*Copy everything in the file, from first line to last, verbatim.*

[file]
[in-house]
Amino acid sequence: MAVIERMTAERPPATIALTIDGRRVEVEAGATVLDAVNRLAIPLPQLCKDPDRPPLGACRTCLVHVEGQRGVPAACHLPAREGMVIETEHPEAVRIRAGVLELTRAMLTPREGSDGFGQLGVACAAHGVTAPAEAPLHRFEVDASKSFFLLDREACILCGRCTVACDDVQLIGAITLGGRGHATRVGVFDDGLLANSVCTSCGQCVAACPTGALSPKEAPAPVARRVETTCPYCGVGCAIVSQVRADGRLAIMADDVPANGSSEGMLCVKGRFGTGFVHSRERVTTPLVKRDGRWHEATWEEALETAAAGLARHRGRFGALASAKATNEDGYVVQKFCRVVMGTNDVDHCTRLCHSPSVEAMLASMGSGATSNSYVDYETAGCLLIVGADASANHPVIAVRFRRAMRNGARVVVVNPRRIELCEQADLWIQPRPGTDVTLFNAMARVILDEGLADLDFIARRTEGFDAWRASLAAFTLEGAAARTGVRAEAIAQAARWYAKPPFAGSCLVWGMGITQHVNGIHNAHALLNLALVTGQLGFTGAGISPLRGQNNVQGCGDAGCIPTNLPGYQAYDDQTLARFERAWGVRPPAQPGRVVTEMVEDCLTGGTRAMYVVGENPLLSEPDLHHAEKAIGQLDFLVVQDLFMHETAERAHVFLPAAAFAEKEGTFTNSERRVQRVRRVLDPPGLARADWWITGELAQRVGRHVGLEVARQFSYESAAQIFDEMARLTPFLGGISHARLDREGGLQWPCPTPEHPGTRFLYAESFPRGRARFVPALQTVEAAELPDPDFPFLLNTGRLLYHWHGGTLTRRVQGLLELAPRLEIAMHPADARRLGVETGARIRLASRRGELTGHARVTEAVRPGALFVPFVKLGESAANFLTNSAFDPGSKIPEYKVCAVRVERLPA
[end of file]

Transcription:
[in-house]
Amino acid sequence: MAVIERMTAERPPATIALTIDGRRVEVEAGATVLDAVNRLAIPLPQLCKDPDRPPLGACRTCLVHVEGQRGVPAACHLPAREGMVIETEHPEAVRIRAGVLELTRAMLTPREGSDGFGQLGVACAAHGVTAPAEAPLHRFEVDASKSFFLLDREACILCGRCTVACDDVQLIGAITLGGRGHATRVGVFDDGLLANSVCTSCGQCVAACPTGALSPKEAPAPVARRVETTCPYCGVGCAIVSQVRADGRLAIMADDVPANGSSEGMLCVKGRFGTGFVHSRERVTTPLVKRDGRWHEATWEEALETAAAGLARHRGRFGALASAKATNEDGYVVQKFCRVVMGTNDVDHCTRLCHSPSVEAMLASMGSGATSNSYVDYETAGCLLIVGADASANHPVIAVRFRRAMRNGARVVVVNPRRIELCEQADLWIQPRPGTDVTLFNAMARVILDEGLADLDFIARRTEGFDAWRASLAAFTLEGAAARTGVRAEAIAQAARWYAKPPFAGSCLVWGMGITQHVNGIHNAHALLNLALVTGQLGFTGAGISPLRGQNNVQGCGDAGCIPTNLPGYQAYDDQTLARFERAWGVRPPAQPGRVVTEMVEDCLTGGTRAMYVVGENPLLSEPDLHHAEKAIGQLDFLVVQDLFMHETAERAHVFLPAAAFAEKEGTFTNSERRVQRVRRVLDPPGLARADWWITGELAQRVGRHVGLEVARQFSYESAAQIFDEMARLTPFLGGISHARLDREGGLQWPCPTPEHPGTRFLYAESFPRGRARFVPALQTVEAAELPDPDFPFLLNTGRLLYHWHGGTLTRRVQGLLELAPRLEIAMHPADARRLGVETGARIRLASRRGELTGHARVTEAVRPGALFVPFVKLGESAANFLTNSAFDPGSKIPEYKVCAVRVERLPA